California Governor Pete Wilson and Congressmember Tom Campbell, among others, had encouraged the George HW Bush administration to support this larger boundary. In developing its plan, NOAA was legally bound to consult with the state of California. Once we saw the final blueprint, members of the environmental community saw that it had some problems. So, after a phone call to the deputy director at Cal-EPA, Rachel Saunders of the Center for Marine Conservation and I drove to Sacramento hoping to fix them.
One was a “doughnut hole”, a roughly 100 square mile area without sanctuary status, to accommodate the Port of Oakland’s pre-existing dredge spoil dump site off San Francisco, and the City and County of San Francisco’s sewer system in which during periods of heavy rain, sewage would overflow into storm drains. In the years since the sanctuary was designated, San Francisco’s sewage system has been modernized, and the Port no longer disposes dredge materials there. The sanctuary also did not require the very highest level of treatment of sewage throughout the entire sanctuary as we had requested.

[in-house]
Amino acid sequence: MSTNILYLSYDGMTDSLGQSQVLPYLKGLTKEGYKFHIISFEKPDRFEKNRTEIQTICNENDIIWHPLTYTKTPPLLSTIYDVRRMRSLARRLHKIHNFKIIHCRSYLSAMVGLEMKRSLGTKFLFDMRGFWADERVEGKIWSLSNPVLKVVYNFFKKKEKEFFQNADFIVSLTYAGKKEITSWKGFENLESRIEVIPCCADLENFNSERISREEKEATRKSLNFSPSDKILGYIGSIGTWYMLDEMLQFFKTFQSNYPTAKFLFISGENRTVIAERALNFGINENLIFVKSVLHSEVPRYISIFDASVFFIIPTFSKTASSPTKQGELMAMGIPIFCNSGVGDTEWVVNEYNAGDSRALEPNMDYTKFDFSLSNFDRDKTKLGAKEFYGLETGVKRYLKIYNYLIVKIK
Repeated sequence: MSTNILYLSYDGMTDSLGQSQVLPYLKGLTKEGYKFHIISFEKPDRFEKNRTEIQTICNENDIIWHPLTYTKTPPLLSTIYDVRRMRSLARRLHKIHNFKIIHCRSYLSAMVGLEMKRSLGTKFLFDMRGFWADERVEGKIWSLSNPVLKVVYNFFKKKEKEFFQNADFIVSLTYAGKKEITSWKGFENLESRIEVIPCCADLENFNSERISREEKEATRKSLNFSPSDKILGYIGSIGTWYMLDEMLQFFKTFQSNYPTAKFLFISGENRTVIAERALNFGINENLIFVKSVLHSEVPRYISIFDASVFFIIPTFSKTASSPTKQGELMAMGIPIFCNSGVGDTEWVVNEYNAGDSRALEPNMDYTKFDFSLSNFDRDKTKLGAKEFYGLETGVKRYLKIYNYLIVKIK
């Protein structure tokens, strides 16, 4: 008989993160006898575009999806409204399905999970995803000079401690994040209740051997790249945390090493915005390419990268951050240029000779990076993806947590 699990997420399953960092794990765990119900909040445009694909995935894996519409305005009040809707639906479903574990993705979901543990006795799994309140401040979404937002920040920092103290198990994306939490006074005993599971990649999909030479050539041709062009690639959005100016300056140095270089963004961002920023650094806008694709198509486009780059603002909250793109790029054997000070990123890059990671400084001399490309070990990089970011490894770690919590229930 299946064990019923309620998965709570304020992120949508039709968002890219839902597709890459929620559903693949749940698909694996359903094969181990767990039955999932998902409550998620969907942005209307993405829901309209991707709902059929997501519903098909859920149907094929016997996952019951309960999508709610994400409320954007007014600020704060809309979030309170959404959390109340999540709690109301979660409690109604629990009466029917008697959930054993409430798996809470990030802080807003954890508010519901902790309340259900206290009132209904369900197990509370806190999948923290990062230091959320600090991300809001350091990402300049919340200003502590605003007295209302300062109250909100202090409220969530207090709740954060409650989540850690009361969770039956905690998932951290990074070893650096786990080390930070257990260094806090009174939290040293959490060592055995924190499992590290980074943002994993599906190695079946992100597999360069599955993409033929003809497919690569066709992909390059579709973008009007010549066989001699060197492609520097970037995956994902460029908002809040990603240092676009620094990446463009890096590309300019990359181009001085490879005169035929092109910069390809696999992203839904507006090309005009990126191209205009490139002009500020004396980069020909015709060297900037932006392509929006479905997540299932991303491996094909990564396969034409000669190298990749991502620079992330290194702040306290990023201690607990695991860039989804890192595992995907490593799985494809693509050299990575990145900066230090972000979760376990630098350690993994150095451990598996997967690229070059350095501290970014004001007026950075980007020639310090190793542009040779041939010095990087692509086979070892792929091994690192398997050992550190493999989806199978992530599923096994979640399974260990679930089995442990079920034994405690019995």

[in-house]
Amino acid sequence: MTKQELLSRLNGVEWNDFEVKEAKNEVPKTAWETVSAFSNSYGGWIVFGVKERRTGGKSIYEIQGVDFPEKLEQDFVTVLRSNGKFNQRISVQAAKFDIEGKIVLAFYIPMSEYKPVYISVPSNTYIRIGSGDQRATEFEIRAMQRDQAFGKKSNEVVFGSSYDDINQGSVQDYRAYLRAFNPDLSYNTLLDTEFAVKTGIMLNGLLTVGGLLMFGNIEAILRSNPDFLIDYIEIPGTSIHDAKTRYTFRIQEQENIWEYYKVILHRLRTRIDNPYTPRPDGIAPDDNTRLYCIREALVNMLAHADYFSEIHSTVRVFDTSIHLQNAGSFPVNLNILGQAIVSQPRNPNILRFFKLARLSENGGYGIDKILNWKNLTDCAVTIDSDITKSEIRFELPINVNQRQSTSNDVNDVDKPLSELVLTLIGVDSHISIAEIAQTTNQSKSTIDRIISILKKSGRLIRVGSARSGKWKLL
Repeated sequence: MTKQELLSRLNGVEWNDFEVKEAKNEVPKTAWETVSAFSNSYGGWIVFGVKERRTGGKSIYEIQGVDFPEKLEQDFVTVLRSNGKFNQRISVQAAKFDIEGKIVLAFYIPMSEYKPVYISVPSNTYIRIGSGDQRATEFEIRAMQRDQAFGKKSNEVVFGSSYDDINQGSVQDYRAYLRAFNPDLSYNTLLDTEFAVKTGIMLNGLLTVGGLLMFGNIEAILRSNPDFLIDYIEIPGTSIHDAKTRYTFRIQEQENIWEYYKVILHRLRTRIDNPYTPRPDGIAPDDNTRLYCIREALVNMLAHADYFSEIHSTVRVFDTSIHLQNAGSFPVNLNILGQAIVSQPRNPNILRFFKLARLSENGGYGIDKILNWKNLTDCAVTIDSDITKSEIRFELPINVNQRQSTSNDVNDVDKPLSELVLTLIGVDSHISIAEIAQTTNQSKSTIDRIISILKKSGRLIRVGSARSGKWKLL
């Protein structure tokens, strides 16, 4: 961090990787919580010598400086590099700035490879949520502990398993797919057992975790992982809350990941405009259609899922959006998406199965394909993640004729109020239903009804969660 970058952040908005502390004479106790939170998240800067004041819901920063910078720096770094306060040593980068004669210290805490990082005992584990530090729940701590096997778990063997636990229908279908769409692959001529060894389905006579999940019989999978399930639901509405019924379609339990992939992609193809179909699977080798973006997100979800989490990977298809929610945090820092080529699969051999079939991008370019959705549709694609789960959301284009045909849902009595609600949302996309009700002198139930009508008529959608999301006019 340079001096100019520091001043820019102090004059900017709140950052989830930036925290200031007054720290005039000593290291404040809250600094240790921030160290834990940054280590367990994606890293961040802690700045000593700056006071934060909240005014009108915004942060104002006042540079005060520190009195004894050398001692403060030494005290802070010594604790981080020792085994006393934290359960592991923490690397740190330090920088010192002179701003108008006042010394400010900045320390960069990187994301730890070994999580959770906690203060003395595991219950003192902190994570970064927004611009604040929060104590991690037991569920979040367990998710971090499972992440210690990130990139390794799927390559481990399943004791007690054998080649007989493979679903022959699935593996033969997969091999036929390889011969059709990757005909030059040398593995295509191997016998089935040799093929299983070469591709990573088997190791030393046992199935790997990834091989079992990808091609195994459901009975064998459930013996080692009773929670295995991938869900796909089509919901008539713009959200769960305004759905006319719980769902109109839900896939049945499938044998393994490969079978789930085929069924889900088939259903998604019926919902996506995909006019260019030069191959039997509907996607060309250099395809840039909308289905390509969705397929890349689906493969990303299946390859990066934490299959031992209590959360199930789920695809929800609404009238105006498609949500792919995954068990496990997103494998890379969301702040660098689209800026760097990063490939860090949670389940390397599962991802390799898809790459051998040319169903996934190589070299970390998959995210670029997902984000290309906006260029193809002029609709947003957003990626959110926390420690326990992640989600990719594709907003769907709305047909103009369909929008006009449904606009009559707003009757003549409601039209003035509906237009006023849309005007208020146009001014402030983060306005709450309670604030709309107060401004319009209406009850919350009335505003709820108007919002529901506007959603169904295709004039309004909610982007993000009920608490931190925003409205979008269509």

In our meeting we were told the plan was final, but that in the future the environmental community could work to fix some of the problems that had been identified. We faced two questions. Was this plan acceptable? And, if it wasn’t, would we ever see a similar one to protect one quarter of California’s 1,100-mile coastline again? My own answers to those questions came in a phone call with Casey Beyer, who was a staffer from Republican Congressmember Tom Campbell and had worked diligently on the sanctuary designation. He agreed with what the deputy director Cal-EPA told us, that we should support the plan and work on improving it after designation.
The New York Times ad